1895 Society of Colonial Wars Relic Medal
By: M. Goudreau
As those of you who know me can attest, I collect numismatic items from across a wide spectrum of fields, I am however always looking for items with Canadian connections. One item that sparked my interest, although issued in the United States in 1895 by The Society of Colonial Wars, was the War Relic Medal. What turned out to be its raison d’être is the commemoration of the 150th anniversary of the capture of Louisbourg in 1745.
Map courtesy of Wikipedia.
The Society of Colonial Wars was incorporated in New York on Oct 7, 1892. A General Society was founded in 1893 and now consists of 32 state societies. It’s a hereditary organization consisting of men that trace their lineage to an ancestor who assisted in the establishment, defense, and preservation of the American Colonies. As indicated in The Preamble of the Articles of Incorporation of the General Society they “seek to collect and preserve manuscripts, rolls, relics, and records; to hold suitable commemorations, and to erect memorials relating to the American Colonial period”.
Louisbourg is located on Nova Scotia’s Cape Breton Island which was known as Isle Royale during the French Regime. The French settled there in 1713 after ceding Acadia and Newfoundland to the British in accordance with the Treaty of Utrecht, while retaining Isle Royale and Isle Saint Jean (now Prince Edward Island) in today’s Maritime Provinces. France began construction of the fortified town in 1719, and in 1720 King Louis XV issued a series of “Louisbourg Founded” medals in gold, silver and copper to commemorate this event. The reverse on all these are the same, which is a view of the fortress of Louisbourg, along with wharfs, warehouses and ships in the harbour. Most European powers were participants in the War of Austrian Succession which was fought from 1740 – 1748. The campaign in North America, known as King George’s War was contested between France and Great Britian in 1744 – 1748. This was the third of four French and Indian Wars. As New England was preparing for war in late 1744 and early 1745, William Shirley the Governor of Massachusetts campaigned to convince the British colonies that an attack on Louisbourg was feasible. Economical and political concerns, promises of loot, and claims of weak defenses convinced the Massachusetts House of Representatives on February 5, 1745 to approve the attack. William Pepperrell, a merchant and soldier from Kittery, Maine which was then part of Massachusetts, was appointed commander-in-chief of the expedition. He was supported by a British naval squadron commanded by Peter Warren, a Royal Navy officer from Ireland.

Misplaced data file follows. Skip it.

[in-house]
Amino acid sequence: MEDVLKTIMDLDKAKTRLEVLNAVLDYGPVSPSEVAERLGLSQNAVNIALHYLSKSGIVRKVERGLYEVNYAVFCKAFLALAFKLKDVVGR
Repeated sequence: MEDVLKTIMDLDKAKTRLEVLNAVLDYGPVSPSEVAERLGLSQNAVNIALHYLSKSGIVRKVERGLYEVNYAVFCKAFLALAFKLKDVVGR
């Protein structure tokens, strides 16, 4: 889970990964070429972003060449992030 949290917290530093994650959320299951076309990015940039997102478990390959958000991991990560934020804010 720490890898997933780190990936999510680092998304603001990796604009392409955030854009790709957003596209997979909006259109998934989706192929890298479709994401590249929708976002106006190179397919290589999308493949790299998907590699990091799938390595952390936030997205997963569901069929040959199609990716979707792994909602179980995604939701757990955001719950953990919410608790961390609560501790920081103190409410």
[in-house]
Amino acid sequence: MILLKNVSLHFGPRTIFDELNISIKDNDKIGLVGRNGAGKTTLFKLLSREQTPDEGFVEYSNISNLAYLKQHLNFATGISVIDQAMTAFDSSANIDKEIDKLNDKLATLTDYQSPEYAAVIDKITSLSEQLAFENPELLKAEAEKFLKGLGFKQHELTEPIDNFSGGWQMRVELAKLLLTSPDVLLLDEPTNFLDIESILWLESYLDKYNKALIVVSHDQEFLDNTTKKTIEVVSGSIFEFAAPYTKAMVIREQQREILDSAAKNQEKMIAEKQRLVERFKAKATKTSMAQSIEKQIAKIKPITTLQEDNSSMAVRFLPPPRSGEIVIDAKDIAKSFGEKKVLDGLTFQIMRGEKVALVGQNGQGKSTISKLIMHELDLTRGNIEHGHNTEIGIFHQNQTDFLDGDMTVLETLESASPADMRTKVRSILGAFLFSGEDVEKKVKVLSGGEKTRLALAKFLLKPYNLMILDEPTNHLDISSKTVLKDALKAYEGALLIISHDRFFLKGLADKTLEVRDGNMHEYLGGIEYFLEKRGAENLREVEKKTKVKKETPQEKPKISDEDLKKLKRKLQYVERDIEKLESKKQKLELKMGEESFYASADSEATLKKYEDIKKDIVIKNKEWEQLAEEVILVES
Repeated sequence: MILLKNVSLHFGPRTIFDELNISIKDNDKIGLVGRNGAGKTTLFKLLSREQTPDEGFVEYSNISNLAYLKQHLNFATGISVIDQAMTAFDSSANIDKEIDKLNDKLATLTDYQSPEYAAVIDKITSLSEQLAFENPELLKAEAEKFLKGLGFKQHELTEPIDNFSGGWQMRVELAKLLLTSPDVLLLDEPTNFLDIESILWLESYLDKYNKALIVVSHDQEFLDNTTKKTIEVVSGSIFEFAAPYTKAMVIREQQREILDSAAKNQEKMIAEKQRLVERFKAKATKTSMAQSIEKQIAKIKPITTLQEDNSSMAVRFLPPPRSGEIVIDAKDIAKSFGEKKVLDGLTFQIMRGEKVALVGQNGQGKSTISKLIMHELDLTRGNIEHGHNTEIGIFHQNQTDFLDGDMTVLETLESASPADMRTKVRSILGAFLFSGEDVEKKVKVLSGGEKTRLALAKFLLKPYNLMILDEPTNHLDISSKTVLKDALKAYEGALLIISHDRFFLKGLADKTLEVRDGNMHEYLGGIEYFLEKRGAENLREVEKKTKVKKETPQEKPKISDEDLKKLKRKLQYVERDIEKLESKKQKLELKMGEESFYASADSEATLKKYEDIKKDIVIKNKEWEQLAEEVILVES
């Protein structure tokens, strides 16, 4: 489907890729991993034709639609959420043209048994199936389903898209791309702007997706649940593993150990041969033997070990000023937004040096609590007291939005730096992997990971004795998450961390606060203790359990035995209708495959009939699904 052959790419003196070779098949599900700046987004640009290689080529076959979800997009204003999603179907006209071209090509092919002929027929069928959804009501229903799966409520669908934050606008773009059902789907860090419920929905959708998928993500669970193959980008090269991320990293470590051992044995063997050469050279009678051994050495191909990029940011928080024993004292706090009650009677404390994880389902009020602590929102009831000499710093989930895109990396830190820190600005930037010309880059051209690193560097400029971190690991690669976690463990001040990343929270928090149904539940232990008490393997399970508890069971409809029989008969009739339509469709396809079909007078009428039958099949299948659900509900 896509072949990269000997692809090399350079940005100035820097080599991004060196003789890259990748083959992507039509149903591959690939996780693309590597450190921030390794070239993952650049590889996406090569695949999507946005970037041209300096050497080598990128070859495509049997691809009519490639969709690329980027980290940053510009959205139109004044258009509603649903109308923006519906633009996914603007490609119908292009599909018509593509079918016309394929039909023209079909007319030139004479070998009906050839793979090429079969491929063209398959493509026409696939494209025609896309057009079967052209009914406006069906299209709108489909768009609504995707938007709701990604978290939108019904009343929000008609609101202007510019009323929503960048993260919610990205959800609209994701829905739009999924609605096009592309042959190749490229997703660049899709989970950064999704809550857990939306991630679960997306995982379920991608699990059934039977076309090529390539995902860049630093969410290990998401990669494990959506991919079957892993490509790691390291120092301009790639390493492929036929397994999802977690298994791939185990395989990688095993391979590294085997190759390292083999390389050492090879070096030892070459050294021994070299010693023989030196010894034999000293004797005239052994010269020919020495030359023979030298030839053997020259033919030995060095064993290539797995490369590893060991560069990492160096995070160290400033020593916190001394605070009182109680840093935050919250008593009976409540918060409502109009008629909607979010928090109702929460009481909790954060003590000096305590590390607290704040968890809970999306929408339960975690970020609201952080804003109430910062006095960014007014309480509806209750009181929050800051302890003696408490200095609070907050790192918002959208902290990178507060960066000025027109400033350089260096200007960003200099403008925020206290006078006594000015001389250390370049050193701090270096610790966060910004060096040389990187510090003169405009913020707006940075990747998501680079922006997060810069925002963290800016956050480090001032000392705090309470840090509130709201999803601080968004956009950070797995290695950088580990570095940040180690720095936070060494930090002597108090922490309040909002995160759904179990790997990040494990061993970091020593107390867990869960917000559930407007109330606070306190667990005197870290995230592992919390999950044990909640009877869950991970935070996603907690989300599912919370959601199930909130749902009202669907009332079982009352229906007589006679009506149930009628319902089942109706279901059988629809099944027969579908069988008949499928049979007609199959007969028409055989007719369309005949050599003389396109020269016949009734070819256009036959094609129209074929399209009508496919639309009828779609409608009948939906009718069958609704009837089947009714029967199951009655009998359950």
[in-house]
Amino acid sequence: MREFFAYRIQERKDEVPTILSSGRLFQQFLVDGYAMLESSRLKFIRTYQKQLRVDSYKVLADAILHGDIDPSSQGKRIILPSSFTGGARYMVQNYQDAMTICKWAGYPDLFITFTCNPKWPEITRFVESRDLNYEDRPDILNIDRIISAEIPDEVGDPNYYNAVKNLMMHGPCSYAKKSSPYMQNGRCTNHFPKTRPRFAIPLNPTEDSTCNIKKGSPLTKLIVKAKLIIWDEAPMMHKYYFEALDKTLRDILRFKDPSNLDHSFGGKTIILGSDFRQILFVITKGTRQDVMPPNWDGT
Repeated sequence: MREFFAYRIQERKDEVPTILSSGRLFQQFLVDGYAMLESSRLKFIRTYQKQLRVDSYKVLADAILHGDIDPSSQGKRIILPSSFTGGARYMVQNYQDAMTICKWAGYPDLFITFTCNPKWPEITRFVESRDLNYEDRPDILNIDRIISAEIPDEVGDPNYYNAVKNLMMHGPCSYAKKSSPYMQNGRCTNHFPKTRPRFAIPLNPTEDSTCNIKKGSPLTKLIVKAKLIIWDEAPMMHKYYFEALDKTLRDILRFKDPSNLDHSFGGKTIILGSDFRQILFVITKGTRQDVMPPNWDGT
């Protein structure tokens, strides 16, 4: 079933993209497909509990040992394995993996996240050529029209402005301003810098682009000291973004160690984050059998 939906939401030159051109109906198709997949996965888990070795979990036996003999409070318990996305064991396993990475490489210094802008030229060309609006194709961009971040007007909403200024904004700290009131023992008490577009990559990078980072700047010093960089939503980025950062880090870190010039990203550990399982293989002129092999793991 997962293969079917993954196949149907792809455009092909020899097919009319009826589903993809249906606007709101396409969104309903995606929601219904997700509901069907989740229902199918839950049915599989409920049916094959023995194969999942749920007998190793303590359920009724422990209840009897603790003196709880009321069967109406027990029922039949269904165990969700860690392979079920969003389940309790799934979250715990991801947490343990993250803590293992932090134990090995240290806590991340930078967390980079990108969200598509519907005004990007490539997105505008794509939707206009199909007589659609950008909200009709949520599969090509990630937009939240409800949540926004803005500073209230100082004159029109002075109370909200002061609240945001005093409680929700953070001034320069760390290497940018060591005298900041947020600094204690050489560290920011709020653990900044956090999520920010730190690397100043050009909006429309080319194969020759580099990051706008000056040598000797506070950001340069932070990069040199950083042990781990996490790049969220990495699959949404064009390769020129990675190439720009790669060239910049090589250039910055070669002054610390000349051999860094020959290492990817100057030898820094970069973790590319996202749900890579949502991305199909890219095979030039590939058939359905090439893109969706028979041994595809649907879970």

American Colonial History Illustrated by Contemporary Medals (1894) by the late C. Wyllys Betts
A land force of four thousand men from Massachusetts, Connecticut, New Hampshire, Rhode Island and New York embarked on the invasion fleet in early May. A naval blockade was set up outside Louisbourg, as the force assembled sixty miles away at the New England seasonal fisheries outpost of Canso on the eastern tip of Nova Scotia’s mainland. While waiting for the spring ice to clear their intended anchorage site at Gabarus Bay near Louisbourg, the force helped rebuild Canso’s defenses which was captured and destroyed by the French in 1744.